Diabetic retinopathy in type 1 diabetes mellitus. A study on medical risk indicators and treatment outcome

University dissertation from Monica Lövestam-Adrian Ögonkliniken, Universitetssjukhuset i Lund, 221 85 Lund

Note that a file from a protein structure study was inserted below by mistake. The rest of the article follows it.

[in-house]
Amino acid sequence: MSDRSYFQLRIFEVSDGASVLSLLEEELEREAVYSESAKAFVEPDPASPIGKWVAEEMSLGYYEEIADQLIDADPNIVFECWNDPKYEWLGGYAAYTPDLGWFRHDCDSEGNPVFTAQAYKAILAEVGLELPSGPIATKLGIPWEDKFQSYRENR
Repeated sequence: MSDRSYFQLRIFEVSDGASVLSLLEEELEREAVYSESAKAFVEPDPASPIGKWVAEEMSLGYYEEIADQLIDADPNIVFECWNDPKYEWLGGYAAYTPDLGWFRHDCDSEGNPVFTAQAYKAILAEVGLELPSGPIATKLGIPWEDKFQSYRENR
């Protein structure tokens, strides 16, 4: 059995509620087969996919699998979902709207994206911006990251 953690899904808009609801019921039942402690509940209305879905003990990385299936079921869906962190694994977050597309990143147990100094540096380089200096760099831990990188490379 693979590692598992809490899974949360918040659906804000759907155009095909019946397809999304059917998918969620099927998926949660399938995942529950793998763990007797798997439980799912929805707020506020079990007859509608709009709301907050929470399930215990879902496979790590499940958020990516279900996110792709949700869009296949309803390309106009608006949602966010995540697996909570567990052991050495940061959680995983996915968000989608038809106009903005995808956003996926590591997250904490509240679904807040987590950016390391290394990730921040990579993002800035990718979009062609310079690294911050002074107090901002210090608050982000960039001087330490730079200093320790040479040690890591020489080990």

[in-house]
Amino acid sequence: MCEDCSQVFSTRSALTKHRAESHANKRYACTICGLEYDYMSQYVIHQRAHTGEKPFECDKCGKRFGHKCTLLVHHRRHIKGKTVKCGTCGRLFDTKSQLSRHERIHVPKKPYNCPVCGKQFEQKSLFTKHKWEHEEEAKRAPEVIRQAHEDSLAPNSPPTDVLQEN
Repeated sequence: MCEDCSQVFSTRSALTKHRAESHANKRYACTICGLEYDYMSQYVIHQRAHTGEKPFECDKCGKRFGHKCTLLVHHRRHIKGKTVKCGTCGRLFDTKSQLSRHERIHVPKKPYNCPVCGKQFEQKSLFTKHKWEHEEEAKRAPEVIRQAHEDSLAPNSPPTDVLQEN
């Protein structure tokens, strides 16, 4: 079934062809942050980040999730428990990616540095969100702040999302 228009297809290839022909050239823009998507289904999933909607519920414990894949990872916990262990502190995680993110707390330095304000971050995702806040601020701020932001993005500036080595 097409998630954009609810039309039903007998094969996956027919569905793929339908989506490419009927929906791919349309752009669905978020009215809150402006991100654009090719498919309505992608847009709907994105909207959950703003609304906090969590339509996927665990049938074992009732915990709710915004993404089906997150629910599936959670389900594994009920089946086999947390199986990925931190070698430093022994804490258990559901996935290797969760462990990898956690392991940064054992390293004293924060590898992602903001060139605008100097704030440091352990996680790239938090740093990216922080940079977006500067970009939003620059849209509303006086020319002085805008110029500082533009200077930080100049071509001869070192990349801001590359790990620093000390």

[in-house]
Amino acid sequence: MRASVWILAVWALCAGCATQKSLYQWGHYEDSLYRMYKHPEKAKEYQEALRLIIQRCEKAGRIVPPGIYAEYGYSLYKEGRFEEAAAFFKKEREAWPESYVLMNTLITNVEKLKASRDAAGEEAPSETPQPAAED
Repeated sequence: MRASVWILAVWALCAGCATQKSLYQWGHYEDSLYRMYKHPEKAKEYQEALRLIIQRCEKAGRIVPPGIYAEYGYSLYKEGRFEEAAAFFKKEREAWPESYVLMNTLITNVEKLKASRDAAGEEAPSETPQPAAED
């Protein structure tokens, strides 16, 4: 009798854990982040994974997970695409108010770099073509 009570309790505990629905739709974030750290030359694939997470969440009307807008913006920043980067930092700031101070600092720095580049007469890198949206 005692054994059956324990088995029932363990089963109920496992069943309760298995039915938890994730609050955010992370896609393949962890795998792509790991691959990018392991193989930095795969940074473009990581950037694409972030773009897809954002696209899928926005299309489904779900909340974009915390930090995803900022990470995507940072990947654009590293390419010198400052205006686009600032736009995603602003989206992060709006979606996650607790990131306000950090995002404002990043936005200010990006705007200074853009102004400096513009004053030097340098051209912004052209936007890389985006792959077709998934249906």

Abstract: Diabetic retinopathy is a common complication to diabetes mellitus and is still a major cause of impaired vision in the Western world. The aim of the present study was to identify medical risk factors influencing the development and progression of retinopathy in type 1 diabetic patients, and to investigate the effects of laser treatment on visual acuity and glare. Although the development of sight-threatening retinopathy during a 10-year follow-up period was 37%, less than 1% of the patients became blind (VA£0.1). The development of retinopathy was associated with hyperglycemia and to some extent, a high blood pressure. In patients followed from the onset of the disease, no patient developed sight-threatening retinopathy during the first 10 years. Pregnancy per se did not seem to be a risk factor for progression of retinopathy but preeclampsia during pregnancy was. Although nephropathy and severe retinopathy are closely associated, we identified a subgroup of patients with proliferative retinopathy who did not develop any signs of nephropathy during 10 years of follow-up. Homocysteine did not seem to be an independent risk factor for retinopathy. Patients treated with photocoagulation for clinically significant macular edema had few complications and a good visual outcome. Despite a good visual outcome, many patients with panretinal photocoagulation for proliferative retinopathy express problems with glare. We could confirm their symptoms by demonstrating a prolonged visual recovery time during glare exposure. Thus, patients with type 1 diabetes mellitus who develop sight-threatening retinopathy can expect a good visual outcome due to early detection and photocoagulation treatment. Hyperglycemia and to some extent high blood pressure are risk factors for its development.

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